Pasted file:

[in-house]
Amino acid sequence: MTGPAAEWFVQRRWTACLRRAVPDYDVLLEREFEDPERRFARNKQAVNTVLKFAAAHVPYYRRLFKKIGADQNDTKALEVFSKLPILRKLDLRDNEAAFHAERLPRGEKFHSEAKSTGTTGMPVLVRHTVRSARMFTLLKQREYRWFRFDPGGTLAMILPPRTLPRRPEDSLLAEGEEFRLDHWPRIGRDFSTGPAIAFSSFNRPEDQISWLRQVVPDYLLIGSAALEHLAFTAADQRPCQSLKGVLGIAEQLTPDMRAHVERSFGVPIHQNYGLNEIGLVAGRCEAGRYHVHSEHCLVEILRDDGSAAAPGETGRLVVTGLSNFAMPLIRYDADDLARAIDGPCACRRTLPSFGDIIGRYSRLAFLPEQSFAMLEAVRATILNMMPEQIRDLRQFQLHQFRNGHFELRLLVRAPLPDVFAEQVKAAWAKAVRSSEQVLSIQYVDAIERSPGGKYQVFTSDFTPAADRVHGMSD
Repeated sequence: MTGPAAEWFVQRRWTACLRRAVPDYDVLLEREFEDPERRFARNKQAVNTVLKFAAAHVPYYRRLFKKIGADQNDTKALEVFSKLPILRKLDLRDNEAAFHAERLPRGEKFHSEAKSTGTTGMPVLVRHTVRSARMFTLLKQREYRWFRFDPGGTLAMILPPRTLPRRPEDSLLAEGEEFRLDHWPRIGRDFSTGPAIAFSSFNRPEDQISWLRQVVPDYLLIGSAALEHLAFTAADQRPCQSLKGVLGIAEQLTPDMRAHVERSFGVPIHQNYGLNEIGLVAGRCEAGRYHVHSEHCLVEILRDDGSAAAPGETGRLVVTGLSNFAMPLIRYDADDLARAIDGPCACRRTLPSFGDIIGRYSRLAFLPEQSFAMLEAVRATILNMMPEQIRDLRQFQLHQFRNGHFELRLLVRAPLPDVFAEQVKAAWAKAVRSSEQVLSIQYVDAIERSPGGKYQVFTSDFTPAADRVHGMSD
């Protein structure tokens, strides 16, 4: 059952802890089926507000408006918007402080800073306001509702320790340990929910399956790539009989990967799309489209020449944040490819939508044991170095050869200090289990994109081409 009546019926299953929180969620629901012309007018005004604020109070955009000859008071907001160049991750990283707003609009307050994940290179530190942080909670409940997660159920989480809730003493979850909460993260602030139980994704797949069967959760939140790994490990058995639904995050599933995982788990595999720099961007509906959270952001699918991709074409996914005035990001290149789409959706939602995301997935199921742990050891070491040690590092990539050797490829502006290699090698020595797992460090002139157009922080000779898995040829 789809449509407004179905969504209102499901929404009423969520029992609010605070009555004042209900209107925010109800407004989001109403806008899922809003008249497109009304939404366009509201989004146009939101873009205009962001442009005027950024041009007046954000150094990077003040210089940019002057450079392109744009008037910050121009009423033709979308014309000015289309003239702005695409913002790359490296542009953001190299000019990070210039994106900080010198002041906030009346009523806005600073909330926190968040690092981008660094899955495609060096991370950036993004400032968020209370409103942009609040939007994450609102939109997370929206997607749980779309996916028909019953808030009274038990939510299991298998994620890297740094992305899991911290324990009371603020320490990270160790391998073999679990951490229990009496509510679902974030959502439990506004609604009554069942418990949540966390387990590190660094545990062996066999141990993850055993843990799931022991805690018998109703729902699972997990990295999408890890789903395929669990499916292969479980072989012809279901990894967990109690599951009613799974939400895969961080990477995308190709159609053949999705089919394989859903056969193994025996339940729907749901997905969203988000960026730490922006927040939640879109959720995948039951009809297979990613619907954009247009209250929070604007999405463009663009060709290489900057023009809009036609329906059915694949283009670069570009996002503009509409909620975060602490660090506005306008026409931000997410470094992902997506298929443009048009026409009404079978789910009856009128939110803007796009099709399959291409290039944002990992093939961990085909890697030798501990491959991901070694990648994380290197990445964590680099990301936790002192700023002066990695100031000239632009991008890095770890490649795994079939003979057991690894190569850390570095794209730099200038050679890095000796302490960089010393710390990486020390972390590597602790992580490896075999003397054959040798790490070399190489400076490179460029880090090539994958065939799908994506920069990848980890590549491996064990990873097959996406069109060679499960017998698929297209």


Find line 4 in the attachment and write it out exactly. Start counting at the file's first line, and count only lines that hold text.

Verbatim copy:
């Protein structure tokens, strides 16, 4: 059952802890089926507000408006918007402080800073306001509702320790340990929910399956790539009989990967799309489209020449944040490819939508044991170095050869200090289990994109081409 009546019926299953929180969620629901012309007018005004604020109070955009000859008071907001160049991750990283707003609009307050994940290179530190942080909670409940997660159920989480809730003493979850909460993260602030139980994704797949069967959760939140790994490990058995639904995050599933995982788990595999720099961007509906959270952001699918991709074409996914005035990001290149789409959706939602995301997935199921742990050891070491040690590092990539050797490829502006290699090698020595797992460090002139157009922080000779898995040829 789809449509407004179905969504209102499901929404009423969520029992609010605070009555004042209900209107925010109800407004989001109403806008899922809003008249497109009304939404366009509201989004146009939101873009205009962001442009005027950024041009007046954000150094990077003040210089940019002057450079392109744009008037910050121009009423033709979308014309000015289309003239702005695409913002790359490296542009953001190299000019990070210039994106900080010198002041906030009346009523806005600073909330926190968040690092981008660094899955495609060096991370950036993004400032968020209370409103942009609040939007994450609102939109997370929206997607749980779309996916028909019953808030009274038990939510299991298998994620890297740094992305899991911290324990009371603020320490990270160790391998073999679990951490229990009496509510679902974030959502439990506004609604009554069942418990949540966390387990590190660094545990062996066999141990993850055993843990799931022991805690018998109703729902699972997990990295999408890890789903395929669990499916292969479980072989012809279901990894967990109690599951009613799974939400895969961080990477995308190709159609053949999705089919394989859903056969193994025996339940729907749901997905969203988000960026730490922006927040939640879109959720995948039951009809297979990613619907954009247009209250929070604007999405463009663009060709290489900057023009809009036609329906059915694949283009670069570009996002503009509409909620975060602490660090506005306008026409931000997410470094992902997506298929443009048009026409009404079978789910009856009128939110803007796009099709399959291409290039944002990992093939961990085909890697030798501990491959991901070694990648994380290197990445964590680099990301936790002192700023002066990695100031000239632009991008890095770890490649795994079939003979057991690894190569850390570095794209730099200038050679890095000796302490960089010393710390990486020390972390590597602790992580490896075999003397054959040798790490070399190489400076490179460029880090090539994958065939799908994506920069990848980890590549491996064990990873097959996406069109060679499960017998698929297209």